Copyright (c) 1995 Richard Hutnik

This game is played on a 4x4 square board. Each player has two sets of 7 stones (7 black and 7 white stones for First player, and 7 blue and 7 yellow stones for Second player).

DROP PHASE - On each turn, each player drops 7 stones (of either of his two colors) on empty cells. when this phase ends - and the goal is not achieved - there will be two empty cells left).
MOVE PHASE - On each turn, each player must do one of the following actions :
Move a friendly stone to an (orthogonal or diagonal) adjacent empty cell.
Jump a friendly stone over other stone, landing on the immediate empty cell. The jumped stones must change color (black to white and vice versa, or blue to yellow and vice versa).
A player passes if he does not have any valid action.
GOAL - First wins by making a (orthogonal or diagonal) 4 in-a-row with light color stones (white and yellow) while Second wins with a 4 in-a-row of dark stones (black and blue).
If, after a jump, both players achieve the winning condition, wins the player that made the jump.
An example

First's turn. If he moves the marked stone to b2, he wins. How? Second options are: (a) a1-b1, c1:a1 wins with a 4 diagonal in-a-row; (b) c1-b1 or a2-b1, c3-b3 wins; (c) a2-b3, c2-b1 wins; (d) d3:b3, c2-b1 wins; and (e) d1:b3, b2-b1, a1-b2, c3:a1 and also wins.

Some variants and closing words from the author:  Variants: 1. Eliminate diagonal movement. 2. Eliminate winning the game by getting four in a row diagonally. 3. Have one player place one of their piece one board and then have the other player decide if they wish to switch sides with their opponent. For example a player controlling black pennies goes first and places one of their pieces on the board. The players opponent could then decide if they wished to control black pennies or go and put one of their white dimes on the board. If the player's opponent decides to control black pennies, then the player would go again, this time putting a dime on the board. Rules for this variation involving being able to place pieces either color side up would still apply. In this example, the player who now controls dimes and wins with white, could put a dime down either white or black side up. 4. Require players place pieces on the board, during the placement phase, the color side up they need to win the game. For example, if a player controls pennies, and wins with white, they must put pennies on the board white side up, rather than either color side up. The original rules had this variation. This variation makes the game much more offensively oriented. Personally, I prefer being able to place pieces down either color side because it adds another strategic element to the game and allows for more defensive options. 5. Try the game with a larger board and more pieces a side. Can have the winning objective either four in a row, five in a row, or bigger. [...] Try Sophia and let me know what you think. Share it with friends, neighbors, enemies, pets, and your houseplants. I would be interested in hearing some suggestions, tips and winning strategies for the game. Let me know what you think of it. My current e-mail address is:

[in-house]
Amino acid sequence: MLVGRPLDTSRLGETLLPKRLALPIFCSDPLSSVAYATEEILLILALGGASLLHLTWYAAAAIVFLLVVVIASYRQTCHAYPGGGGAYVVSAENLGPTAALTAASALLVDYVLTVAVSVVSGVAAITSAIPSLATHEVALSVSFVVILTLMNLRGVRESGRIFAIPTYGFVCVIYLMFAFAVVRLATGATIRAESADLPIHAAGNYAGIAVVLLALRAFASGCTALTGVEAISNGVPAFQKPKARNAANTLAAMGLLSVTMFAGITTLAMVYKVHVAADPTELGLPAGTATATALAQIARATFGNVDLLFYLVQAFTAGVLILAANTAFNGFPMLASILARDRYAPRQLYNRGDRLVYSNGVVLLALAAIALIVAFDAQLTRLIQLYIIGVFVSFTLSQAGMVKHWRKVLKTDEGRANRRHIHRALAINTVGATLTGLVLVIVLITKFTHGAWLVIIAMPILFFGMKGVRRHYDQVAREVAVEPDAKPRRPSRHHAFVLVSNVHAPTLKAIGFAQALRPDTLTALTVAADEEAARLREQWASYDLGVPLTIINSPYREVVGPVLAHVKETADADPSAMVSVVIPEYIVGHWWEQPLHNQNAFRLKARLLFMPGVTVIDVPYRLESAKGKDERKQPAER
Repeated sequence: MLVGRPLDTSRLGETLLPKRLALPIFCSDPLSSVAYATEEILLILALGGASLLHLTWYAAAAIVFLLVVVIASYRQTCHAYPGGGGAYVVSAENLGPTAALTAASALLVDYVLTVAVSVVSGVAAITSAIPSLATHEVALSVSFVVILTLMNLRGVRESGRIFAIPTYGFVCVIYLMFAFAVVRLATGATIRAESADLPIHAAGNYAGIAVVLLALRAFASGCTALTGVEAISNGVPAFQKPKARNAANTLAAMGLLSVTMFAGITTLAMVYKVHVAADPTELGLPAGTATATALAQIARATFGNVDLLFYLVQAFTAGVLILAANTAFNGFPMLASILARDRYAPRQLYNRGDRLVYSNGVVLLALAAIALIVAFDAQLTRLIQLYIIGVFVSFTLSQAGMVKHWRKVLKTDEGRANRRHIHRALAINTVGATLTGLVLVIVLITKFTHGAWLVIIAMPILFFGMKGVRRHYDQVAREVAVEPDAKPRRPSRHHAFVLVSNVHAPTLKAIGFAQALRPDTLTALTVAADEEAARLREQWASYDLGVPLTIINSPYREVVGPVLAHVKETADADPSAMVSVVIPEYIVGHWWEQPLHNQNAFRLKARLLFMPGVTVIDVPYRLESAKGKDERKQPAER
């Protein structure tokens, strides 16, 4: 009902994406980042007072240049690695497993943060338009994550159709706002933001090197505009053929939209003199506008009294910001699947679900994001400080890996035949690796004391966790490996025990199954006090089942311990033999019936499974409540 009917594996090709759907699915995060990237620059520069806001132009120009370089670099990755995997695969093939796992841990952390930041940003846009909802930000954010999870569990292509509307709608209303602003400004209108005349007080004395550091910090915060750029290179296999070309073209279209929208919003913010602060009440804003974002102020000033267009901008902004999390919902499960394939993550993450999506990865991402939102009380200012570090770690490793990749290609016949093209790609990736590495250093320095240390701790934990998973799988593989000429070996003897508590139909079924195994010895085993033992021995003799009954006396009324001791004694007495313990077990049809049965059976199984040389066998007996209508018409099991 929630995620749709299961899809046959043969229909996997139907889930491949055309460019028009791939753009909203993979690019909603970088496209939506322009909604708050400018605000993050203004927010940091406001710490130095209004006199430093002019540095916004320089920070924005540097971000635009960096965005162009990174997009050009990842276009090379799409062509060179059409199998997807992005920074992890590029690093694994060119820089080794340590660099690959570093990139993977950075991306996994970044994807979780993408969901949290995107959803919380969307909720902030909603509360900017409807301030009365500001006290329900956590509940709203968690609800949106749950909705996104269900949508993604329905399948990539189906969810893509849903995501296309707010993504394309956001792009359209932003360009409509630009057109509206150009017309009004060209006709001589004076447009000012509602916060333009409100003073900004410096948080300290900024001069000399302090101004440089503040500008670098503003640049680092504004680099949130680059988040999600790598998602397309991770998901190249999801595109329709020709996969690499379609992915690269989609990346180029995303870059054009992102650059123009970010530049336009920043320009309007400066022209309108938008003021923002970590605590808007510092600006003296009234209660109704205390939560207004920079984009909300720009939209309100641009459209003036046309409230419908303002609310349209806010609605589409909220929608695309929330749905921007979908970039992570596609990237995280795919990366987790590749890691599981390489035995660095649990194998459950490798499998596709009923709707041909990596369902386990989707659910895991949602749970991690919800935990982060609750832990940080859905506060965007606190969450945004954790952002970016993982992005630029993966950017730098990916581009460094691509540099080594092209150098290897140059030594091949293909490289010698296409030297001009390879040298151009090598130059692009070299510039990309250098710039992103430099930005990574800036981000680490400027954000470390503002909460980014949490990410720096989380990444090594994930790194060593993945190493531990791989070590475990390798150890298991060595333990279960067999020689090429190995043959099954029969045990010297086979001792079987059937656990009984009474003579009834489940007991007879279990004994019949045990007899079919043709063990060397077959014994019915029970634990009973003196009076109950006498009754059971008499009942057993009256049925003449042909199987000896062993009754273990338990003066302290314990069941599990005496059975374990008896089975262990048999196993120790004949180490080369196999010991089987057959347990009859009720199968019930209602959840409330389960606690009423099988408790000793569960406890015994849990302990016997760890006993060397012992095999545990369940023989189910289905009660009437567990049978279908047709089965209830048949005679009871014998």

There is a ZRF to play Sophia with Zillions.